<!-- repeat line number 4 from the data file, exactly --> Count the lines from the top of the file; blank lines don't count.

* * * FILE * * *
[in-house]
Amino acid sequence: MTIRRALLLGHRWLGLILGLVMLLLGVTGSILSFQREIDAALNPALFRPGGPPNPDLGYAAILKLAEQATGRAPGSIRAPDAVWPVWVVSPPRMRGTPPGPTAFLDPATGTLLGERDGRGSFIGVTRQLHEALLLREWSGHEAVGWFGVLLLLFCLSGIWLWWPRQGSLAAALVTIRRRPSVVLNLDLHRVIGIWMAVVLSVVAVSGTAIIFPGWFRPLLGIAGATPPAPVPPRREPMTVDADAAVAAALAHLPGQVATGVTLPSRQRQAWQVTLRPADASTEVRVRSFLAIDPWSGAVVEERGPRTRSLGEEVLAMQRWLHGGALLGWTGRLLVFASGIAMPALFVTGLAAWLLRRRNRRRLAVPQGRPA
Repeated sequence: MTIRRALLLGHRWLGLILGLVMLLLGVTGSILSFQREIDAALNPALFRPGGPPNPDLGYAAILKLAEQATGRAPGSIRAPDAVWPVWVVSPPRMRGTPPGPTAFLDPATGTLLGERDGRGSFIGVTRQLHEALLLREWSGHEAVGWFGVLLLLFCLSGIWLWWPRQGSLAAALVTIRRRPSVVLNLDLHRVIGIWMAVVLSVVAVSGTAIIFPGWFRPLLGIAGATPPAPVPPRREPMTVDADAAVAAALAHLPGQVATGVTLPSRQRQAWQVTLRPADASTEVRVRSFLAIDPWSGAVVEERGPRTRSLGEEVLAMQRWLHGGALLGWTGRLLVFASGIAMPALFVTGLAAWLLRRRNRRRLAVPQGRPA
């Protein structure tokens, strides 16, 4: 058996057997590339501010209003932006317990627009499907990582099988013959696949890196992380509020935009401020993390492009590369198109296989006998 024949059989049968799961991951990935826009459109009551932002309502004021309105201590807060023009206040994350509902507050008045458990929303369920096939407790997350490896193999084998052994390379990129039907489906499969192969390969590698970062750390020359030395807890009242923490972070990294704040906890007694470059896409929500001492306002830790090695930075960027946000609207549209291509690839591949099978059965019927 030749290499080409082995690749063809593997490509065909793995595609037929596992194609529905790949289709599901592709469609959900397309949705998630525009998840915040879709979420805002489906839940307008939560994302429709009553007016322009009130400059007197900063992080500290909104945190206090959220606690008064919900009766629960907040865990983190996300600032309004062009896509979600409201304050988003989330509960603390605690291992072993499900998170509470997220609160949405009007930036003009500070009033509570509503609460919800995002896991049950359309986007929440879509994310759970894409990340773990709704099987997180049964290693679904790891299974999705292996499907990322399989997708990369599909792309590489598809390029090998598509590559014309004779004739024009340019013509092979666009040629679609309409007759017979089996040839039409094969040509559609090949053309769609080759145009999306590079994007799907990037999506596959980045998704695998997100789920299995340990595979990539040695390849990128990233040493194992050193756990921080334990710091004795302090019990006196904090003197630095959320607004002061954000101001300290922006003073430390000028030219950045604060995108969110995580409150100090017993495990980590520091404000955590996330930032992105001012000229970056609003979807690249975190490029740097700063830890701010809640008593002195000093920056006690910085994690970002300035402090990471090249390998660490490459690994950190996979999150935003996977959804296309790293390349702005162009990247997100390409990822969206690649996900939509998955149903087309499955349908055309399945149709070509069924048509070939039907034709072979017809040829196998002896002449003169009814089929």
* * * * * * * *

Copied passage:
């Protein structure tokens, strides 16, 4: 058996057997590339501010209003932006317990627009499907990582099988013959696949890196992380509020935009401020993390492009590369198109296989006998 024949059989049968799961991951990935826009459109009551932002309502004021309105201590807060023009206040994350509902507050008045458990929303369920096939407790997350490896193999084998052994390379990129039907489906499969192969390969590698970062750390020359030395807890009242923490972070990294704040906890007694470059896409929500001492306002830790090695930075960027946000609207549209291509690839591949099978059965019927 030749290499080409082995690749063809593997490509065909793995595609037929596992194609529905790949289709599901592709469609959900397309949705998630525009998840915040879709979420805002489906839940307008939560994302429709009553007016322009009130400059007197900063992080500290909104945190206090959220606690008064919900009766629960907040865990983190996300600032309004062009896509979600409201304050988003989330509960603390605690291992072993499900998170509470997220609160949405009007930036003009500070009033509570509503609460919800995002896991049950359309986007929440879509994310759970894409990340773990709704099987997180049964290693679904790891299974999705292996499907990322399989997708990369599909792309590489598809390029090998598509590559014309004779004739024009340019013509092979666009040629679609309409007759017979089996040839039409094969040509559609090949053309769609080759145009999306590079994007799907990037999506596959980045998704695998997100789920299995340990595979990539040695390849990128990233040493194992050193756990921080334990710091004795302090019990006196904090003197630095959320607004002061954000101001300290922006003073430390000028030219950045604060995108969110995580409150100090017993495990980590520091404000955590996330930032992105001012000229970056609003979807690249975190490029740097700063830890701010809640008593002195000093920056006690910085994690970002300035402090990471090249390998660490490459690994950190996979999150935003996977959804296309790293390349702005162009990247997100390409990822969206690649996900939509998955149903087309499955349908055309399945149709070509069924048509070939039907034709072979017809040829196998002896002449003169009814089929």